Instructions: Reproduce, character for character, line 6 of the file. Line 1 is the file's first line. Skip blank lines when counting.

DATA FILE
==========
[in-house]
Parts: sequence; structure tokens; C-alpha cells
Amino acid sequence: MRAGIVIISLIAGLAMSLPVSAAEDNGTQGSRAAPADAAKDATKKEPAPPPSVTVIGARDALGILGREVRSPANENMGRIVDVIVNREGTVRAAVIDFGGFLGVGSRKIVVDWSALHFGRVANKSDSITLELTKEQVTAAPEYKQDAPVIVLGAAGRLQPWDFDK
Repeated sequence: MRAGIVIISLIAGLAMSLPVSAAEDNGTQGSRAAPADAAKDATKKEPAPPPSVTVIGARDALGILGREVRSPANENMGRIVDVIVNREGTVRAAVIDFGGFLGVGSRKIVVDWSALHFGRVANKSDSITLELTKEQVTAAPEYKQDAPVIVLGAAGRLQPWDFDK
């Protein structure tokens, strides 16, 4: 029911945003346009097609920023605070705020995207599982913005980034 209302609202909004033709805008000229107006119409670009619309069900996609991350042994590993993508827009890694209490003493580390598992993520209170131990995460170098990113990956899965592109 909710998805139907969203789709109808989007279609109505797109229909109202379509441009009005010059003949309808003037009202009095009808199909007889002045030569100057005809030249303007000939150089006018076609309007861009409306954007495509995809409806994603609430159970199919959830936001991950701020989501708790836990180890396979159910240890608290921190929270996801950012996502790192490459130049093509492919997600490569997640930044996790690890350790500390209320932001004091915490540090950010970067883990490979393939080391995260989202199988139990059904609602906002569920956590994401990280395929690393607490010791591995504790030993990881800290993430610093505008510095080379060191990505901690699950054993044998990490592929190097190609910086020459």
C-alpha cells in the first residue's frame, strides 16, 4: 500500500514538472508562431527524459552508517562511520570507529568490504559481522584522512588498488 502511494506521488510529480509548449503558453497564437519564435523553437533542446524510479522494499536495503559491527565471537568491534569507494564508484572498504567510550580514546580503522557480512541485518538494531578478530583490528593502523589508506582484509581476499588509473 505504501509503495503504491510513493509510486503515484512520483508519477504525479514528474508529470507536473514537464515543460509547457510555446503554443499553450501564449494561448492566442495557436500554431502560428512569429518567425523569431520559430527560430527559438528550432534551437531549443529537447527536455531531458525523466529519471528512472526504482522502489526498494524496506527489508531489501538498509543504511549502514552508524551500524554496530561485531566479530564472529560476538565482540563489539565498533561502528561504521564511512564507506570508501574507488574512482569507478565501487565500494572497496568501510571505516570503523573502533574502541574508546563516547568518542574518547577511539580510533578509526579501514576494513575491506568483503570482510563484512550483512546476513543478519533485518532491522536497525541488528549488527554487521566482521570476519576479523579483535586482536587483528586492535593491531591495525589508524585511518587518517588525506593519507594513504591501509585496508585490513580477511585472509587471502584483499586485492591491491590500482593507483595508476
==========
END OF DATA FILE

C-alpha cells in the first residue's frame, strides 16, 4: 500500500514538472508562431527524459552508517562511520570507529568490504559481522584522512588498488 502511494506521488510529480509548449503558453497564437519564435523553437533542446524510479522494499536495503559491527565471537568491534569507494564508484572498504567510550580514546580503522557480512541485518538494531578478530583490528593502523589508506582484509581476499588509473 505504501509503495503504491510513493509510486503515484512520483508519477504525479514528474508529470507536473514537464515543460509547457510555446503554443499553450501564449494561448492566442495557436500554431502560428512569429518567425523569431520559430527560430527559438528550432534551437531549443529537447527536455531531458525523466529519471528512472526504482522502489526498494524496506527489508531489501538498509543504511549502514552508524551500524554496530561485531566479530564472529560476538565482540563489539565498533561502528561504521564511512564507506570508501574507488574512482569507478565501487565500494572497496568501510571505516570503523573502533574502541574508546563516547568518542574518547577511539580510533578509526579501514576494513575491506568483503570482510563484512550483512546476513543478519533485518532491522536497525541488528549488527554487521566482521570476519576479523579483535586482536587483528586492535593491531591495525589508524585511518587518517588525506593519507594513504591501509585496508585490513580477511585472509587471502584483499586485492591491491590500482593507483595508476